Insurers in Lebanon have received at least 16,000 claims for estimated losses of close to $1.1bn from last year's 4 August Beirut Port explosions, according to the latest report released in February by the Insurance Control Commission (ICC), Lebanon's insurance regulator. Only $60m of this total has been settled so far.
“The payment of dues by international reinsurers would result in an inflow of over $1.2bn from overseas,” Lebanon's caretaker economy minister Raoul Nehme wrote in a memo through the ICC to the lead investigating judge who is overseeing the probe into the explosions, saying,
The memo added the value of compensations being sought exceed the capital of local insurance entities, reported The National.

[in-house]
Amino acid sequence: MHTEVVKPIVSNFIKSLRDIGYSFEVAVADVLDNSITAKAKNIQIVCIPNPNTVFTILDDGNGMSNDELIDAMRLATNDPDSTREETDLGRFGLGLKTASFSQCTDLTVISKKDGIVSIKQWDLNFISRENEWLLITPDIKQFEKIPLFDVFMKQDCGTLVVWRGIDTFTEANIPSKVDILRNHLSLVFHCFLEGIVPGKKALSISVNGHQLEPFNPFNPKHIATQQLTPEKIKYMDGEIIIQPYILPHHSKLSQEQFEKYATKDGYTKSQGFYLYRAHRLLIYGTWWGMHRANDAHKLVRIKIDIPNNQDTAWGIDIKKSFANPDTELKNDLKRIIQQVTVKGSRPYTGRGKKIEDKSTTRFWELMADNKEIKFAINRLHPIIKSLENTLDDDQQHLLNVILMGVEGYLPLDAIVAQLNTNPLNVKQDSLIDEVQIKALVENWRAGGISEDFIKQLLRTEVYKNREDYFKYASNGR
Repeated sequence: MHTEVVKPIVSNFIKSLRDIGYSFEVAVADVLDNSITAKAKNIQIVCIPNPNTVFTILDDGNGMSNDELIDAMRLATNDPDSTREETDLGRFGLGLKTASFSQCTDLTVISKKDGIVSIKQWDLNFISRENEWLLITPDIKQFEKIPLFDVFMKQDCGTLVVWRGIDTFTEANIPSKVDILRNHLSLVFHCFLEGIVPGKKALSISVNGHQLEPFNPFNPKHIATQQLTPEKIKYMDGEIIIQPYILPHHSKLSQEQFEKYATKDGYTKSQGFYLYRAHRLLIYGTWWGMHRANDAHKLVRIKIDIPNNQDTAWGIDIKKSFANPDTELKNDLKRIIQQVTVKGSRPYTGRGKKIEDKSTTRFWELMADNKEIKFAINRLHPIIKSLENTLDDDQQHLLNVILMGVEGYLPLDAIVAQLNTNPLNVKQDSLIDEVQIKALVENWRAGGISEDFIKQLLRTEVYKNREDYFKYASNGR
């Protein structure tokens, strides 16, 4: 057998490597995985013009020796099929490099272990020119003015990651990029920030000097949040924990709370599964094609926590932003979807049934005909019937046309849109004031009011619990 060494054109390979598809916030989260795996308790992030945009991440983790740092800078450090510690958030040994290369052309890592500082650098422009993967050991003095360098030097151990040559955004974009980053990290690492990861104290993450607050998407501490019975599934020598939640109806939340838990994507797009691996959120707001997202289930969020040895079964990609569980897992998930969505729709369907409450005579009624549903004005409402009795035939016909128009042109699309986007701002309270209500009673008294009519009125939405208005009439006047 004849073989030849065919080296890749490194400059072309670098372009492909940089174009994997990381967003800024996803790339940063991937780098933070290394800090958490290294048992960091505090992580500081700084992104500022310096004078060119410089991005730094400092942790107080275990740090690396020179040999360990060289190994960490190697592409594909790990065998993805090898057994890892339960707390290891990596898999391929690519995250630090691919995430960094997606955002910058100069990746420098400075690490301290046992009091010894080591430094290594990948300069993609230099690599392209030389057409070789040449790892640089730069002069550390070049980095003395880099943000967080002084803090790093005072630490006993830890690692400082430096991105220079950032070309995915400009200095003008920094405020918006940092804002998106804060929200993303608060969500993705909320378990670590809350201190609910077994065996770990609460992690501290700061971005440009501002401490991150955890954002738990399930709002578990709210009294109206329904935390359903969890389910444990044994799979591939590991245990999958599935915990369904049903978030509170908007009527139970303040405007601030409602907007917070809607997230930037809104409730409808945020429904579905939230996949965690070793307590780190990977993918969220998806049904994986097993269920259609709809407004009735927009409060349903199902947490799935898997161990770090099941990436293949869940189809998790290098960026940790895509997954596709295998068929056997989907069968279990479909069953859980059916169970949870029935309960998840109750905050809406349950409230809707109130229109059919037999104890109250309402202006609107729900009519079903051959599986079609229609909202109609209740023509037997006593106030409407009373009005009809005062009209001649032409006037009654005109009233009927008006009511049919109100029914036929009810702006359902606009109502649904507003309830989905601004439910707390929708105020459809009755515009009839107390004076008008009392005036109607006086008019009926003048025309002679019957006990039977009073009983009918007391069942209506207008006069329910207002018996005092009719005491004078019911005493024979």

The memo pointed out that international reinsurers were withholding compensation payments pending the official outcome of investigations and that most arrangements between local insurance bodies and international reinsurers excluded acts of war and terrorism.
To date, there has been no official report on the causes of the explosions. Without an official report on the causes, insurers and reinsurers are unwilling to pay compensation. if it was to be ascertained that the blast was a result of a terrorist attack or act of war, compensation from insurers would be limited to policyholders who hold terrorism, political risk or war damage cover.
Last December, the ICC urged insurance companies to settle claims related to the blast for the most vulnerable insured clients, without waiting for the findings of the judicial investigation into the incident. Some insurance companies had taken the initiative to pay the claims of affected policyholders without waiting for the official investigation report. These payouts were mainly to small policyholders.